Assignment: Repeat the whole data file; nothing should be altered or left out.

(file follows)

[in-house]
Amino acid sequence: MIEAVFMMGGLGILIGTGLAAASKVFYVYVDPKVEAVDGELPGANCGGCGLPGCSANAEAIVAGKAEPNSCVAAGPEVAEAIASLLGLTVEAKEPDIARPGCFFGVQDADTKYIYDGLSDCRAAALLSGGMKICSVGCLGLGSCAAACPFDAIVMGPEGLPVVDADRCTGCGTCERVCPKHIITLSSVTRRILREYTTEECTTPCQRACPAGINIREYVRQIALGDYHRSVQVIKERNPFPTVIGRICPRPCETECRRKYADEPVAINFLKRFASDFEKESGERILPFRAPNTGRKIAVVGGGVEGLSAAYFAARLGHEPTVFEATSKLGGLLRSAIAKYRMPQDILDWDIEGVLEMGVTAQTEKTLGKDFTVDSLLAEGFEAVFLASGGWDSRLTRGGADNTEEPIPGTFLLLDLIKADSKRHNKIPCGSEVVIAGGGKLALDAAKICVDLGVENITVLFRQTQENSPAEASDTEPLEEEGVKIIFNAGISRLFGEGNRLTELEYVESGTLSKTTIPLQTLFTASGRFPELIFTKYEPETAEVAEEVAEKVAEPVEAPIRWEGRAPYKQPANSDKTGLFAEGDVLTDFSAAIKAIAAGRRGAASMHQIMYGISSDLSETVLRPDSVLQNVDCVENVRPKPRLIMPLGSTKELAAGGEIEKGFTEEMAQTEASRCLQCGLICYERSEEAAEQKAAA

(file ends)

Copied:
[in-house]
Amino acid sequence: MIEAVFMMGGLGILIGTGLAAASKVFYVYVDPKVEAVDGELPGANCGGCGLPGCSANAEAIVAGKAEPNSCVAAGPEVAEAIASLLGLTVEAKEPDIARPGCFFGVQDADTKYIYDGLSDCRAAALLSGGMKICSVGCLGLGSCAAACPFDAIVMGPEGLPVVDADRCTGCGTCERVCPKHIITLSSVTRRILREYTTEECTTPCQRACPAGINIREYVRQIALGDYHRSVQVIKERNPFPTVIGRICPRPCETECRRKYADEPVAINFLKRFASDFEKESGERILPFRAPNTGRKIAVVGGGVEGLSAAYFAARLGHEPTVFEATSKLGGLLRSAIAKYRMPQDILDWDIEGVLEMGVTAQTEKTLGKDFTVDSLLAEGFEAVFLASGGWDSRLTRGGADNTEEPIPGTFLLLDLIKADSKRHNKIPCGSEVVIAGGGKLALDAAKICVDLGVENITVLFRQTQENSPAEASDTEPLEEEGVKIIFNAGISRLFGEGNRLTELEYVESGTLSKTTIPLQTLFTASGRFPELIFTKYEPETAEVAEEVAEKVAEPVEAPIRWEGRAPYKQPANSDKTGLFAEGDVLTDFSAAIKAIAAGRRGAASMHQIMYGISSDLSETVLRPDSVLQNVDCVENVRPKPRLIMPLGSTKELAAGGEIEKGFTEEMAQTEASRCLQCGLICYERSEEAAEQKAAA